As I posted earlier, Clarion was a tremendous experience for me. I worked with six strong faculty and hung out with writers like Kim Stanley Robinson and David Brin. Most importantly, I got to know seventeen other writers that I respect and plan to stay in touch with.
It’s been a week since I got home from San Diego and I’m still feeling somewhat unmoored. After six weeks devoted to nothing but writing, returning to the daily slog has been disconcerting and a bit sad.
Blogs by other Clarion 2011 students can be found in my Links. Below are just a couple of brief thoughts on my Clarion experience.
* The instructors were less important than the students.
This was the most important thing I discovered about Clarion. The guest writers set the tone for each week and offered valuable insights into writing, but it was the quality of my classmates that really mattered. I was fortunate– Clarion 2011 assembled a group that was talented, smart, and genuinely caring. The stories written during the workshop were amazingly strong and the critiques were sharp and insightful. While the visiting writers were very helpful, the core of the workshop was definitely the eighteen of us and the work we did together.
* The pace can be relentless if you don’t manage your time well.
San Diego is beautiful and UCSD is a sprawling, lively campus. Add in Comicon, trips to the beach, weekly faculty readings, and reading past students’ work at the Clarion archives (the workshop stories of Ted Chiang, Kelly Link, and Nalo Hopkinson blew me away), and time for critiquing and writing can rapidly diminish.
My approach to the workshop may be anomalous. I did not attend any of the readings or go to Comicon or hang out in the common room with the other students (this last choice is my only regret about Clarion). I knew that I was a slow writer and as the recipient of the Octavia Butler Scholarship, I also felt a responsibility to make my time at Clarion as productive as possible. Despite knowing how I worked and the limits of my energy, I still struggled to keep up with the schedule. I did manage to turn in a story each week until Week 6, when my brain simply cramped up. By the end of the workshop, I was mentally drained and very sleep deprived.
The upside to the demanding pace was that it forced me to plow through a draft instead of constantly going back and tinkering. It also taught me that I could crank out pages even when my “muse” was feeling grumpy.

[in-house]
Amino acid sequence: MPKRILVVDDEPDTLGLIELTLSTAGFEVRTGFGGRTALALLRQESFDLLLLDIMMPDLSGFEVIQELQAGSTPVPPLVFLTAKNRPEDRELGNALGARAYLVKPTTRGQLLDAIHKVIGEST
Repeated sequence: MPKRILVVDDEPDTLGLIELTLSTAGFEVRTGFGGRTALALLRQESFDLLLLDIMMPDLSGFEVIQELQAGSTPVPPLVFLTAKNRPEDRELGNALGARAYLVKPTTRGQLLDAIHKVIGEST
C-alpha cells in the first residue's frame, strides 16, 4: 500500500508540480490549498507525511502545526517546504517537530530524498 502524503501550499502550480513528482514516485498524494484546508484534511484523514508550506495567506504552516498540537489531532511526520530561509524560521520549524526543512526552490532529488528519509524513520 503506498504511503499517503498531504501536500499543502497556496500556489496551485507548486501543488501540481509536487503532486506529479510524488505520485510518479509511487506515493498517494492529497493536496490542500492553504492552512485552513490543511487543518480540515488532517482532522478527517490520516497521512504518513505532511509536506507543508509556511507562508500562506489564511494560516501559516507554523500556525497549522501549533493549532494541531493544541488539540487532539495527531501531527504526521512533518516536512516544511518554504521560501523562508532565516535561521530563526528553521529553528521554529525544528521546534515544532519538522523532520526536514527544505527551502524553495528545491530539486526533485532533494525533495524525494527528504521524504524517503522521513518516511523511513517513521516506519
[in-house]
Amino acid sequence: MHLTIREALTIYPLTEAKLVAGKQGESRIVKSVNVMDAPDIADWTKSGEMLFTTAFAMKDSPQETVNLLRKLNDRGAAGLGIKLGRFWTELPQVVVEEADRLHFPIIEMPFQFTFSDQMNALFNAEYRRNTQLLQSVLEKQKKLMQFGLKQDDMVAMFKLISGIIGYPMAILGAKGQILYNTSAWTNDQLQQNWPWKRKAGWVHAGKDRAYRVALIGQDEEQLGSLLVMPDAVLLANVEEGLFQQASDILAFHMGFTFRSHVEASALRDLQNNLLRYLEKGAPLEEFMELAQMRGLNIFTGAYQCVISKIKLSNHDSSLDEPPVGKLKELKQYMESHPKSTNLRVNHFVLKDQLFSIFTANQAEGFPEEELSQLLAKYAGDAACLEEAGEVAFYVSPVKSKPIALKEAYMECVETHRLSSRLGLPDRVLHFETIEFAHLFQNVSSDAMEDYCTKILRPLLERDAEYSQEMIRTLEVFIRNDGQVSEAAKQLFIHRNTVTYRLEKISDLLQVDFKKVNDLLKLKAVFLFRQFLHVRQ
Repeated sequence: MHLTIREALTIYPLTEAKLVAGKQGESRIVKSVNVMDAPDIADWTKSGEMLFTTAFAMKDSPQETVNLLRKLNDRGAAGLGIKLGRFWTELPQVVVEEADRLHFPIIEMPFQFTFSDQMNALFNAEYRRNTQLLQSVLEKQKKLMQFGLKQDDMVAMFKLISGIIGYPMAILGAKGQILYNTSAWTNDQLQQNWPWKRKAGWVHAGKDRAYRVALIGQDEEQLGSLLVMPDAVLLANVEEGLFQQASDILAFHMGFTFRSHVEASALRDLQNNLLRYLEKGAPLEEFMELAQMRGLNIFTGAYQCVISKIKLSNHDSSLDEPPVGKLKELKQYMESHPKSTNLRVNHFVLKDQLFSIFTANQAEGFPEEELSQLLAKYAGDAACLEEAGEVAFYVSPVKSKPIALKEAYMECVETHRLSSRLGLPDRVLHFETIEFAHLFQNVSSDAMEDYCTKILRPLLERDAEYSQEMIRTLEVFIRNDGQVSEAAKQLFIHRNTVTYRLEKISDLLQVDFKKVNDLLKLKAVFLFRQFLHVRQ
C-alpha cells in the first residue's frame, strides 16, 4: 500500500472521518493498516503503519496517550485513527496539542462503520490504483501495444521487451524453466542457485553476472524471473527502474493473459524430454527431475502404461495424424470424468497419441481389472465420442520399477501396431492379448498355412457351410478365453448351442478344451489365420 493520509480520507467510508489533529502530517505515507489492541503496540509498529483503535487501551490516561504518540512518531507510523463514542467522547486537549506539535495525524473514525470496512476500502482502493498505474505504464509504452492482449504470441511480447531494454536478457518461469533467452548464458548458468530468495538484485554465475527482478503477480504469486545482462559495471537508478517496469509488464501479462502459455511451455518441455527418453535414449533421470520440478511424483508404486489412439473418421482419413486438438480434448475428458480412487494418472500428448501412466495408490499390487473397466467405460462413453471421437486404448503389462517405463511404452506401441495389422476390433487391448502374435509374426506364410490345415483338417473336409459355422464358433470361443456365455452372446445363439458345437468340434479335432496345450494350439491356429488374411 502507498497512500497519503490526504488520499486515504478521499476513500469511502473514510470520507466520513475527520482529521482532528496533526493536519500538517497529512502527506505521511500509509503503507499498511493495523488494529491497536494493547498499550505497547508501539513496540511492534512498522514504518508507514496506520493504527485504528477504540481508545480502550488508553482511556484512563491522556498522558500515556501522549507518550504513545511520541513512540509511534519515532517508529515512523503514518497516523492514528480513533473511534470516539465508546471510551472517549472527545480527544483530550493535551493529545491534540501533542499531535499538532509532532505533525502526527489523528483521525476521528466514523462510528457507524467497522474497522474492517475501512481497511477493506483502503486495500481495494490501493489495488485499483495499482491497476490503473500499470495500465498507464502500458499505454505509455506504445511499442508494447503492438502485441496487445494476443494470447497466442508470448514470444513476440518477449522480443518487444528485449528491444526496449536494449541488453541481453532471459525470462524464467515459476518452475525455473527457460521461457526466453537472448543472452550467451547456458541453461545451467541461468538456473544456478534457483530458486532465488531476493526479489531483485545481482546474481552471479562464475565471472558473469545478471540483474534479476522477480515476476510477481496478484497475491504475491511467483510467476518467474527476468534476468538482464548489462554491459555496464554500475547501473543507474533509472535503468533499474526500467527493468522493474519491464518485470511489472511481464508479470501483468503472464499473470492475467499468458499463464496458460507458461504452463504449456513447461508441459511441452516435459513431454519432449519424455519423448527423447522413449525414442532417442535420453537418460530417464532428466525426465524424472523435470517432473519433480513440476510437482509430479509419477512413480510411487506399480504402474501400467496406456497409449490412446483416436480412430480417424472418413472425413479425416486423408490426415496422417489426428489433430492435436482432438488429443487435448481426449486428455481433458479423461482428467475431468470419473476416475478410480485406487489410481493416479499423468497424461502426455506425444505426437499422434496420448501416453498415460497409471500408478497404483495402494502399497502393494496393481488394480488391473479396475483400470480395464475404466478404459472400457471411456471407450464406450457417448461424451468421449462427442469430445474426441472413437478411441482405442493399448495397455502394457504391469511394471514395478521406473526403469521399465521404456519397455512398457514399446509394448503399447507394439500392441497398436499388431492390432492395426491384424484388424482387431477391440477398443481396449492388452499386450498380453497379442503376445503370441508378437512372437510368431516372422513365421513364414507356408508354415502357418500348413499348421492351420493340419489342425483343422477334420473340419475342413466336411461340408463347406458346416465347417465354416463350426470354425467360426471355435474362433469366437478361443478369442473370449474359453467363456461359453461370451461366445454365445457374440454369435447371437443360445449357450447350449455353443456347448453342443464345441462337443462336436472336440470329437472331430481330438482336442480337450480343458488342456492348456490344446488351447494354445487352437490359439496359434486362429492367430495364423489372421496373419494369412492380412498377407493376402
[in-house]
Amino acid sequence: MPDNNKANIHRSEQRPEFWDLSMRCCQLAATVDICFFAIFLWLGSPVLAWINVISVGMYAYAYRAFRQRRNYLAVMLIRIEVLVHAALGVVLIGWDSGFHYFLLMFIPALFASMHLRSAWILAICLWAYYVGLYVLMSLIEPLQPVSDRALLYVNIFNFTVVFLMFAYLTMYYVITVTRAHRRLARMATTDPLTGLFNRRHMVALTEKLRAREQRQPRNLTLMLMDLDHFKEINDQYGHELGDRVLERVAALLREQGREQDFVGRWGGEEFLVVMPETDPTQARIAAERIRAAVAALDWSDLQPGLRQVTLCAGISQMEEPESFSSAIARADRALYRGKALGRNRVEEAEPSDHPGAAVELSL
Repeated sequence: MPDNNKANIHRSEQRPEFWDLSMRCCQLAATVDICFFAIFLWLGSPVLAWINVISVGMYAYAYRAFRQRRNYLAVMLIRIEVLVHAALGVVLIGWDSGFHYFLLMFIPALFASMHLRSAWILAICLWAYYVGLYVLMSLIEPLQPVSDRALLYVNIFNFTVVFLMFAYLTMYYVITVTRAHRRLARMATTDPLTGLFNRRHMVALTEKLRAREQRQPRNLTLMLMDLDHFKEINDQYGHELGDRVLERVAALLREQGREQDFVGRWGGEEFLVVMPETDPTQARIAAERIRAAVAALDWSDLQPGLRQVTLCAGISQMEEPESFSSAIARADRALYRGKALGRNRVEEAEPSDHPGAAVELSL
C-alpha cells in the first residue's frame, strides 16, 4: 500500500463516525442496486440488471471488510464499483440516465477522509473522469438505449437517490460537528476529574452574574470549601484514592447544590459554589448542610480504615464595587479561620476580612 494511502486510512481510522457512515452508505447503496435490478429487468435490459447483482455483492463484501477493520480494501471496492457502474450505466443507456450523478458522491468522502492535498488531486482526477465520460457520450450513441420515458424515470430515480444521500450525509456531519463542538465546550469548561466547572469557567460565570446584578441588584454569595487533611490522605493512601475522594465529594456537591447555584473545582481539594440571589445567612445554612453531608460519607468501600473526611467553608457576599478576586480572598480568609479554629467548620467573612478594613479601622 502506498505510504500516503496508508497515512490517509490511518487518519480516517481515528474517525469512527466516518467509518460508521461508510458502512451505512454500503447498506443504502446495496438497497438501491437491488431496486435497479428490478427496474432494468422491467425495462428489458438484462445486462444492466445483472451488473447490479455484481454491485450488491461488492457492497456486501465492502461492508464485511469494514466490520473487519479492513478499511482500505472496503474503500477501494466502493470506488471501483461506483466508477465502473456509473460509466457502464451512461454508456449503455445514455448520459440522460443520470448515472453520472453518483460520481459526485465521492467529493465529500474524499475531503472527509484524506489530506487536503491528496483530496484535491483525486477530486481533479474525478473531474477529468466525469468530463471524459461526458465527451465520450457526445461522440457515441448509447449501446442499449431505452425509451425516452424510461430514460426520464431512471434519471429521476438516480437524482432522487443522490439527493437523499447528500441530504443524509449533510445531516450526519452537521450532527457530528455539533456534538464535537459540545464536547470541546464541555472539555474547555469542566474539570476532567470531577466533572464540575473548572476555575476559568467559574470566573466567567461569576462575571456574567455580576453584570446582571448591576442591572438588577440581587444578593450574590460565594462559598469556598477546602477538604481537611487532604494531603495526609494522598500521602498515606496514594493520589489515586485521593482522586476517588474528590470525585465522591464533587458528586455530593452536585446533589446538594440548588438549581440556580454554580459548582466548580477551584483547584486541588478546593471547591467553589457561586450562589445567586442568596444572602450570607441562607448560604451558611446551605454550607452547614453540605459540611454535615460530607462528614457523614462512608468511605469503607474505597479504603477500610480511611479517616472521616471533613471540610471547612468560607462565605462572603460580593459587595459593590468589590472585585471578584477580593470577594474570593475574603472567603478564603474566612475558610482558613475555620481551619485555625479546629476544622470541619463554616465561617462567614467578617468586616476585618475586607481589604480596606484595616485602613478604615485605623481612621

Clarion was an intense and at times frustrating experience. Six weeks is a long time– the food got monotonous, the beds were uncomfortable, and the campus is hilly and prowled by skunks. Several of my classmates made life changing decisions while attending and others had no jobs to return to when the workshop was over. Despite all this, our class was remarkably cohesive. We treated each other with respect and consideration because we genuinely liked each other. This more than any other factor, I think, is what made Clarion such a remarkable experience for me.
6 responses to “Post-Clarion Thoughts”
You’re right, Dennis; we had immense luck as to who was in our class. I never encountered the slightest agro or backstabbing. By some sheer stroke of luck, everyone I encountered seemed to believe that life was about being pleasant and supportive to those around you and, of course, writing like a demon.
Great days. May there be more of them.
You read our Clarion stories? I’ve never had the courage to re-read the ones I wrote *shudder* — except, of course, the ones I published :). But I can totally see Kelly’s and Ted’s blowing you away. Kelly and I went to the same Clarion, and reading her work was an entirely humbling and delightful experience. Congrats on completing your own Clarion! Rest up a bit now. You’ve been through the wringer.
Jim – It was an amazing group, wasn’t it? Probably the most talented and respectful bunch I’ve worked with. Good taste in booze, too.
Nalo – Archive Box 20! A lot of us 2011ers wanted to check out the early work of authors we had read, very cool to have both you and Kelly Link in the same year. The weirdest thing was seeing Ted Chiang’s drafts done on typewriter– made me glad for the invention of computers and laser printers.
Dennis–Glad I’m not the only one feeling unmoored. I’ve been distracting myself with a few exciting things, but I think the sheer weight of projects I want to tackle is daunting to me right now. Nevertheless, I want to see more writing from you. Maybe just pick one story to deal with at a time?
Totally agree on how lucky we were with our class. Talent and support in amazing amounts. I look forward to hearing the stories of people going back to read our stories in box thirty-one (I think) in the future…
I also agree, we had a fabulous line-up of writers and critical readers in the group. And I’m very glad you were part of it, Dennis. 😀
“I did not attend any of the readings or go to Comicon or hang out in the common room with the other students (this last choice is my only regret about Clarion). ”
Because of serious health issues, I limited my socializing so that I could write and get more sleep. I ended Clarion not knowing some of my classmates very well.
But I’ve been able to make up for it in the two years since. I critique pretty much every story offered up by my classmates for comments. I get together with classmates when I can and help them out when I can. I hang out with them at cons. I comment on their Facebook posts. I’ve gotten to know most of them much better.
I still regret that I missed so many of the social activities. But I wanted to get the most from Clarion, and I did what I had to do. As you did.
You too can continue strengthening your bonds with your classmates, and one day no one will remember that you didn’t hang out in the common room, only that you’ve been a strong presence in your Clarion “family” since your summer together.